Power to Learn
Both further and higher education, though very different in nature, contribute a great deal to society in Scotland and as such it is vital they are structured in a way which benefits both taxpayers and individual students alike. Reform Scotland believes that the proposals outlined in this paper present options which should be considered to make the structure and financing of tertiary education fairer to all concerned.
The report argues that university graduates should contribute towards the cost of their higher education as a deferred fee to be paid once they earn more than the average Scottish salary. While it is true to say that society as a whole benefits from having a well-educated workforce, the individual graduates themselves also benefit from the higher earnings they accrue. At present, only wider society pays for graduates through the tax system, while the graduate does not contribute directly. The introduction of a deferred fee would provide a better balance with the individual graduate as well as taxpayers contributing towards higher education. However, such a system should not deter anyone from entering higher education because the amount would not need to be paid up front and potentially would not be repaid if the earnings threshold is never crossed.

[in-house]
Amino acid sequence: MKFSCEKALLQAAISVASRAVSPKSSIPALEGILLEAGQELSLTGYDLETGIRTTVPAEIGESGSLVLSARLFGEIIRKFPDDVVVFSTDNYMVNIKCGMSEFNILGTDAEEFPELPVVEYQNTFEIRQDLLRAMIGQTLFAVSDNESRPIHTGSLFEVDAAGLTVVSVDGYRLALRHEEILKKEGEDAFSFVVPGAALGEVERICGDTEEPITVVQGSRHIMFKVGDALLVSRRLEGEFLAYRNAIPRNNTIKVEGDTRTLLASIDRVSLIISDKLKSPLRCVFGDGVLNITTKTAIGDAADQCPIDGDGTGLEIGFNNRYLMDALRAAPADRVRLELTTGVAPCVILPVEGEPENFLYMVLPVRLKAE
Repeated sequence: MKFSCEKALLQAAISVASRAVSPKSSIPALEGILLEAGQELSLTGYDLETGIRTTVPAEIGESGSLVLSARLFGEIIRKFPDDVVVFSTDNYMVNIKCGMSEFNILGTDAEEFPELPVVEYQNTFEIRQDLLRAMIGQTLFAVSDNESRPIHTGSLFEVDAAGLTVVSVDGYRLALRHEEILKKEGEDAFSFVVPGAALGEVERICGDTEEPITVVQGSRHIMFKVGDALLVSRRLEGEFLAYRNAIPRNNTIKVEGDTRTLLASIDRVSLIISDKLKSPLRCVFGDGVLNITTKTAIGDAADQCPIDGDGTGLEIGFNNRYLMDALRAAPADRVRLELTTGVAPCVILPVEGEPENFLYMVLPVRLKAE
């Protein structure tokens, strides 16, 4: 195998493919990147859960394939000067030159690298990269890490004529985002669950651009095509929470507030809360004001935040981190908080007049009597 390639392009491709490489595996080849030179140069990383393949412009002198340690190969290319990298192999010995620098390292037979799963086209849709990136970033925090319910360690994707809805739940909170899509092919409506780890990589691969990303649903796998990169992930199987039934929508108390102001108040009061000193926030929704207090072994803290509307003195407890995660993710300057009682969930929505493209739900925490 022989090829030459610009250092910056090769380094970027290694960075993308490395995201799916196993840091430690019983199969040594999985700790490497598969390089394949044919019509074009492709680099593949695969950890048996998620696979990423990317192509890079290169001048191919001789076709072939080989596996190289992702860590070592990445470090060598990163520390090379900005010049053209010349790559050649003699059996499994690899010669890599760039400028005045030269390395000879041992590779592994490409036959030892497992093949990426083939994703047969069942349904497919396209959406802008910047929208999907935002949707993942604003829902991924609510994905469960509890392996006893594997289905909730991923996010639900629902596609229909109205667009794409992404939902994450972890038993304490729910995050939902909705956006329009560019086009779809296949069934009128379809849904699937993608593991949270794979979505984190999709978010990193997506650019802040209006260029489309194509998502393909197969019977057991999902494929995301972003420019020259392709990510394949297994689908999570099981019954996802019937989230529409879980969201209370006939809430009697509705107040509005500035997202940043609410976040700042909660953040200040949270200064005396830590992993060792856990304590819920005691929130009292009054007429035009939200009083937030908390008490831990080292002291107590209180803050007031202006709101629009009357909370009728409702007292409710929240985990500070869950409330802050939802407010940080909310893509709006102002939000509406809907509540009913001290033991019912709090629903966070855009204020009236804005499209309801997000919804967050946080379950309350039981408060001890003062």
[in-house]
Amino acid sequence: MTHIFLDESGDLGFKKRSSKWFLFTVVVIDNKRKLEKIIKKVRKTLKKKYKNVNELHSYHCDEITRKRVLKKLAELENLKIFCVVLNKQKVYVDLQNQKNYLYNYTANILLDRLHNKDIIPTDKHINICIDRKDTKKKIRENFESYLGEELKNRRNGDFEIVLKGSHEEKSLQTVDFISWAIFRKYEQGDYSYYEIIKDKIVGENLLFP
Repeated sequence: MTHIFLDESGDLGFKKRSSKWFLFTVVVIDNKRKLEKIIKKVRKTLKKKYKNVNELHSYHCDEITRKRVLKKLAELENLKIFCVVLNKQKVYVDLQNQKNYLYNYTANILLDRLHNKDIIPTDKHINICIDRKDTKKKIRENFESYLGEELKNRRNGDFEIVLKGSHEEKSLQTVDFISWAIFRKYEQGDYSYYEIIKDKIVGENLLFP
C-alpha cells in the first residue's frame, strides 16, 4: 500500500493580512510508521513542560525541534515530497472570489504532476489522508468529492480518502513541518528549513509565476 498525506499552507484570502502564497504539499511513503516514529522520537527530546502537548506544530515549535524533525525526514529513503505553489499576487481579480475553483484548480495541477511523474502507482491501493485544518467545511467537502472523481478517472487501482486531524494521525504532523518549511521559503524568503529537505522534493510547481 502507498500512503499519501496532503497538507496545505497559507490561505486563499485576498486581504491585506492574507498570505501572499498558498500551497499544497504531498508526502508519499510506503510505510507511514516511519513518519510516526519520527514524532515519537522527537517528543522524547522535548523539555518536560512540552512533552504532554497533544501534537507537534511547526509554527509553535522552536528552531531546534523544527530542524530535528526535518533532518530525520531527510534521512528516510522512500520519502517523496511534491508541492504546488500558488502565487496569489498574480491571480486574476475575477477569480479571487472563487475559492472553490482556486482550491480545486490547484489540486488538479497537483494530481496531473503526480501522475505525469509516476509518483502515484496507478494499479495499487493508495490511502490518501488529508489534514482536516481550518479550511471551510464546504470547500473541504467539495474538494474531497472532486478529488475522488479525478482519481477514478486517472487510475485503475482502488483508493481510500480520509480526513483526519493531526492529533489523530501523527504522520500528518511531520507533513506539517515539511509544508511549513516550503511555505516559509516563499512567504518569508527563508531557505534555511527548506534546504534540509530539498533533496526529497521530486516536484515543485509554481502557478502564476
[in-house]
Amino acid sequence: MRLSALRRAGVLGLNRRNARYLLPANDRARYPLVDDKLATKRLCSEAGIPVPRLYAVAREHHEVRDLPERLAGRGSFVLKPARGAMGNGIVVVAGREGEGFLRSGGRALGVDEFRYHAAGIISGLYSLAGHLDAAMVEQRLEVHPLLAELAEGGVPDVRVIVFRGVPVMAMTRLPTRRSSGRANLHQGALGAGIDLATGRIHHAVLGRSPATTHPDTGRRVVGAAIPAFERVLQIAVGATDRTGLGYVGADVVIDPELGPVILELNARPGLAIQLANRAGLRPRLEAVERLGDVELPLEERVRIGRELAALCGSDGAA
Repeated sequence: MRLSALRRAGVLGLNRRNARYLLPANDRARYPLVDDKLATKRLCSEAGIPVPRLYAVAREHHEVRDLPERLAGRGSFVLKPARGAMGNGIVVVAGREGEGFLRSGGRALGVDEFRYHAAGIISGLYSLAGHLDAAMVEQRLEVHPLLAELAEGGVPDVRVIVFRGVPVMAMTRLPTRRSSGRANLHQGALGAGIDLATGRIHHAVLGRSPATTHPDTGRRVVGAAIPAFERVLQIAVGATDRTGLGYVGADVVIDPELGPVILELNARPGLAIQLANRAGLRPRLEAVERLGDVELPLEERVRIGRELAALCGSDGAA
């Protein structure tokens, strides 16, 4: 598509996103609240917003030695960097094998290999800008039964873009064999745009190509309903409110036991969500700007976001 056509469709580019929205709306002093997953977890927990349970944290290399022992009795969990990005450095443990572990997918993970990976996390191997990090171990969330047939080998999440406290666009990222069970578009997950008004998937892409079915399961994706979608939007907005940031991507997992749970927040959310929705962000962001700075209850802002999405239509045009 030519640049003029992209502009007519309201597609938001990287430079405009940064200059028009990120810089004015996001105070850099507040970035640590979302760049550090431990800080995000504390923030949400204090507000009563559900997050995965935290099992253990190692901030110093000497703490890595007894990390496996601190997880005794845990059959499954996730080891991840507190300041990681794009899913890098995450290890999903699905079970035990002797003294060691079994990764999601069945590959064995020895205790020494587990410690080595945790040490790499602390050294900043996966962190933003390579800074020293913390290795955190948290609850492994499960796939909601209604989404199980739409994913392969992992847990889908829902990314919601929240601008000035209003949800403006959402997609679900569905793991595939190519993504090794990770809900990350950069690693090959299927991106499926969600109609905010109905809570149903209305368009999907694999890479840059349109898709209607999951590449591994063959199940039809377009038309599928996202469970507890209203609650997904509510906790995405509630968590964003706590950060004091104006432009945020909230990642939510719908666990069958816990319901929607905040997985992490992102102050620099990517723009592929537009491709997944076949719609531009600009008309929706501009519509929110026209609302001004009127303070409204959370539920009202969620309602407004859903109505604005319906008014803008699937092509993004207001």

Other recommendations within the report include:
• The Scottish Qualifications Authority to become a fully-independent charitable trust with its accreditation role becoming part of the Scottish Government, while the Scottish Higher and Further Education Funding Council should be reintegrated within government
• Expansion of the current scheme to allow more pupils to study at colleges
• Greater tax powers for the Scottish Parliament which could be used to encourage more higher education funding through endowments
• Long-term plans to scrap means testing of student loans, enabling all Scottish students to claim the current maximum £4,625 a year loan
• Make it a condition of grant that HEIs are willing to take transfer students who have successfully completed Higher National Qualifications into later years of study on a degree course where the subject content is comparable
Although Reform Scotland’s approach to reforming public services throughout our series of reports has been driven by a desire to improve standards rather than to focus on costs, it is impossible to ignore the current economic situation facing Scotland. While we believe a deferred fee would make for a better, and fairer, system of funding higher education, the economic situation also strengthens the case for change. Before services such as healthcare or policing are targeted, it is only fair that the current system of university funding, which sees the less well-off contribute through their taxes for the better off to go to university, is reviewed.